Echoes of first lockdown as tighter Covid restrictions on everyday activities expected

Cabinet expected to sign off on plans that include sweeping additional travel measures

The Cabinet is expected to sign off on plans today to close schools and the majority of construction activity until the end of the month.

Party leaders, Ministers and senior health officials met for more than six hours on Tuesday. They subsequently agreed to recommend new restrictions including sweeping additional travel measures that will mean every passenger arriving into the Republic from any country will have to provide a negative Covid-19 test from the previous 72 hours.

A ban on travel from Britain and South Africa is expected to be lifted this coming Saturday. But passengers must provide a negative PCR test [used to detect the presence of an antigen] from the previous 72 hours and isolate for 14 days.

This requirement will then be rolled out to all incoming passengers.


The Cabinet Covid-19 subcommittee also heard that the new United Kingdom variant of Covid-19 now accounts for 25 per cent of all sampled tests.

A full Cabinet meeting will be held on Wednesday where Ministers are expected to agree the closure of schools until the end of January, except for services for pupils with special needs.

Construction will be closed until the end of the month with exceptions for social housing, urgent repairs and critical projects.

In retail, the click and collect service is likely to be suspended in what will be a big blow for the sector. In relation to childcare, creches will remain open for essential and frontline workers.

Government sources said that what will be announced will be almost the same as the first nationwide lockdown in the early stages of the pandemic last year. Public health experts are keen to reduce mobility and this is what lies behind recommendations to close schools, construction and to suspend click-and-collect services.

While schools are expected to remain closed until the end of the month, the Government is expected to keep special schools and special classes open for thousands of children with special needs.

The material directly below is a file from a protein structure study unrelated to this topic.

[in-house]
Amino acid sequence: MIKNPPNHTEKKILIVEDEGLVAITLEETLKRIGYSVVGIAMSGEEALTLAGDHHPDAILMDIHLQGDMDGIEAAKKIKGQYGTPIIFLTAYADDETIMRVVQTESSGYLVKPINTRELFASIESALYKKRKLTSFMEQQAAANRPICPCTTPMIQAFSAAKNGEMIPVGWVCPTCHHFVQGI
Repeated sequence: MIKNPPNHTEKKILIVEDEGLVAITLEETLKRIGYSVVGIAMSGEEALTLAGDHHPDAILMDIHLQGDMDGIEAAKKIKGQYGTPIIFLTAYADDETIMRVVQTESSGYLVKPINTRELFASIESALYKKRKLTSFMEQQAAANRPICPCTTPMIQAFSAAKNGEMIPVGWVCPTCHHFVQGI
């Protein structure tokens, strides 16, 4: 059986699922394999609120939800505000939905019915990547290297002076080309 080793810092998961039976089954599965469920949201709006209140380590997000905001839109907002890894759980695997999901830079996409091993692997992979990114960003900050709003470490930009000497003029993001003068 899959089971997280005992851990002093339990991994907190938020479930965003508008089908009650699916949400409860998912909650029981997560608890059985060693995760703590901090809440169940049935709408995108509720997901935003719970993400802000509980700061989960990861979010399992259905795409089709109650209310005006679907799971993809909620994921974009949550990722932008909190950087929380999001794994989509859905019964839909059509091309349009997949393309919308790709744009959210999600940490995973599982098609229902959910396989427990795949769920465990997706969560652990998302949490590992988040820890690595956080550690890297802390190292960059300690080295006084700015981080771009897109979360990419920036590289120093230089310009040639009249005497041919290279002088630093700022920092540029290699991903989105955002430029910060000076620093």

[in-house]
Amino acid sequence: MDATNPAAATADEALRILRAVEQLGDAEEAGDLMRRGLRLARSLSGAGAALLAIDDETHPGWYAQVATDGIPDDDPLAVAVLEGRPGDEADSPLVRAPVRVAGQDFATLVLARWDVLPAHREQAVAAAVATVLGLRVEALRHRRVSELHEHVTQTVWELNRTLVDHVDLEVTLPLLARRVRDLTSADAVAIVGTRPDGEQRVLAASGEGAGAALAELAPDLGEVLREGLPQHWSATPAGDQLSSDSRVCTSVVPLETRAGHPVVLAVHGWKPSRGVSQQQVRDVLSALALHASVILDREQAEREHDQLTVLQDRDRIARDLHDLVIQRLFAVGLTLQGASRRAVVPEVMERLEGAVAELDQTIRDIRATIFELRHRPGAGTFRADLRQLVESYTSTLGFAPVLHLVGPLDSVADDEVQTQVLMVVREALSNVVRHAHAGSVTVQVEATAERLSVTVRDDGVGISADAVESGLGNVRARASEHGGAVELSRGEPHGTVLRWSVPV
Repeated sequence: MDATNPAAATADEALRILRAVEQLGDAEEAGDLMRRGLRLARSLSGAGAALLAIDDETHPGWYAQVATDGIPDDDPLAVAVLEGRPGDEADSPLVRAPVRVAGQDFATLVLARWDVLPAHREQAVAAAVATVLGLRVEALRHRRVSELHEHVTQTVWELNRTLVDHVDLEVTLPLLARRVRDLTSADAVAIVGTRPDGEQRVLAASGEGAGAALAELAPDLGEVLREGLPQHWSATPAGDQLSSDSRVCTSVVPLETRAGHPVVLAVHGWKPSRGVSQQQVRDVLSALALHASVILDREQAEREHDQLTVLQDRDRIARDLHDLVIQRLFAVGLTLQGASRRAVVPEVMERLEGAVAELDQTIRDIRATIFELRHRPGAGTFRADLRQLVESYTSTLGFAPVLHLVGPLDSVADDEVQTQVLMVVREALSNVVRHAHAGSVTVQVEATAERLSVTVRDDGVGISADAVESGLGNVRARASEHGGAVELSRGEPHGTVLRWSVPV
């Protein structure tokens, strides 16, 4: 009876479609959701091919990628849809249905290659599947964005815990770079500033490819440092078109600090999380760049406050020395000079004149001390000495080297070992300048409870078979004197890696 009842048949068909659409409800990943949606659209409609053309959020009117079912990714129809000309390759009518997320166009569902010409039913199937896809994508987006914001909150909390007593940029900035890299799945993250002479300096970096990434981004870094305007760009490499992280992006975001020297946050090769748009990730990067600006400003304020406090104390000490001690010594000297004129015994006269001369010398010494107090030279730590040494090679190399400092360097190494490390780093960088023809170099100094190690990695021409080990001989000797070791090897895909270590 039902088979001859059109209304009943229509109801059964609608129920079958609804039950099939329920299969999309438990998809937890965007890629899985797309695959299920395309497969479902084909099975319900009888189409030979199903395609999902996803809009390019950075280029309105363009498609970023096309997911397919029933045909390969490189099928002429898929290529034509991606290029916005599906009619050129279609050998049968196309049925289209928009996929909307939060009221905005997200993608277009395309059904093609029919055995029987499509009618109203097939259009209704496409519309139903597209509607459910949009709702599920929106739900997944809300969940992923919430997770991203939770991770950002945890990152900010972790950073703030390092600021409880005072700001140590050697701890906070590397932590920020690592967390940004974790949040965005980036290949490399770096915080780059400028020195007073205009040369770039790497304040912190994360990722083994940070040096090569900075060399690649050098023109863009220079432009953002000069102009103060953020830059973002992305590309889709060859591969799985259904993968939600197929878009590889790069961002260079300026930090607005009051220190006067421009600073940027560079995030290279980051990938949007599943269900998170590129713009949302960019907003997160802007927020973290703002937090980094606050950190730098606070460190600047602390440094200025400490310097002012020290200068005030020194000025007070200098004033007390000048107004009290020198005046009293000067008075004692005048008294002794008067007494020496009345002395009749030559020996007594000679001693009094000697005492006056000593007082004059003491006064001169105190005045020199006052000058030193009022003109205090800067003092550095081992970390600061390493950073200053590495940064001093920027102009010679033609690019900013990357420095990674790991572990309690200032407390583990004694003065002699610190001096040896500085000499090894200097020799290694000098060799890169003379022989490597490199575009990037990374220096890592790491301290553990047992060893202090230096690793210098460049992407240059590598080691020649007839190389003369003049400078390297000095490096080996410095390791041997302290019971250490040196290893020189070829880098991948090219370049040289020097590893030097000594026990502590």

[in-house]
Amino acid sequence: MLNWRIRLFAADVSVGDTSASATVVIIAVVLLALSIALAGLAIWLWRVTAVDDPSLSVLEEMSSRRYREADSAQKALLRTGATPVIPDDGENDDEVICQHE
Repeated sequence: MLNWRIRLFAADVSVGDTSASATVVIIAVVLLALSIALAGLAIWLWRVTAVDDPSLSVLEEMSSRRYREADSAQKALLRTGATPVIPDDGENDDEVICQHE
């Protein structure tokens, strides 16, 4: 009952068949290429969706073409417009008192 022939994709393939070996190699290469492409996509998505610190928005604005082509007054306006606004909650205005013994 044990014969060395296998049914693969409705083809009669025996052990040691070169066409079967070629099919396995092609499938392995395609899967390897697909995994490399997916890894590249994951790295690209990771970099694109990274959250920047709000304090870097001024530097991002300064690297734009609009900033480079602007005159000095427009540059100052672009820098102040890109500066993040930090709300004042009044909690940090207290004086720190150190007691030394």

There are about 16,000 children in special classes in mainstream schools and in special schools, staffed by several thousand teachers and special needs assistants.

A proposal to provide supports for a further 8,000 children with additional needs in mainstream schools – but who are not in special classes – is being examined, according to sources.

Ministers have said it remains their “firm intention” to hold the Leaving Cert next summer.

However, several contingency options are on the table, according to sources. These include pushing back dates for project work, oral exams and the written exams themselves. No decisions have been made at this stage and a meeting with education stakeholders on the State exams is due to take place next week.

What about the UK virus variant?

Meanwhile, it is understood that data gathered by the National Public Health Emergency Team shows that the prevalence of the UK Covid-19 mutation grew from about 9 per cent in samples analysed in the week before Christmas, to just under 13 per cent in Christmas week and to 25 per cent the following week.

Minister for Health Stephen Donnelly said the latest evidence, while based on small sample sizes, nonetheless suggests a "substantial and growing presence" of the variant. He said the evidence is that it is "far more contagious than anything we have dealt with so far".

“Regardless of any additional measures that may be taken, the message to all of us is the same: stay at home except for essential journeys,” he said.

Despite another day of near record figures and 17 further deaths, there are some signs the exponential rise in infections is being arrested.

The average number of contacts per person fell to 3.7 on Monday, from six a week earlier, thereby drastically reducing the potential for onward transmission of the virus. Health Service Executive sources described the reduction as “significant” and said it reflected the end of Christmas period and a dramatic change in the public atmosphere as case numbers soared.

At 840, the number of Covid-19 patients in hospital is almost at the peak of 881 during the first surge last spring.

HSE chief executive Paul Reid said the health service is under "real threat" and GP services are under "relentless strain".

Meanwhile the 5km travel limit will remain the same and will not be reduced to 2km.

Jennifer Bray

Jennifer Bray

Jennifer Bray is a Political Correspondent with The Irish Times

Jack Horgan-Jones

Jack Horgan-Jones

Jack Horgan-Jones is a Political Correspondent with The Irish Times

Paul Cullen

Paul Cullen

Paul Cullen is a former heath editor of The Irish Times.

Carl O'Brien

Carl O'Brien

Carl O'Brien is Education Editor of The Irish Times. He was previously chief reporter and social affairs correspondent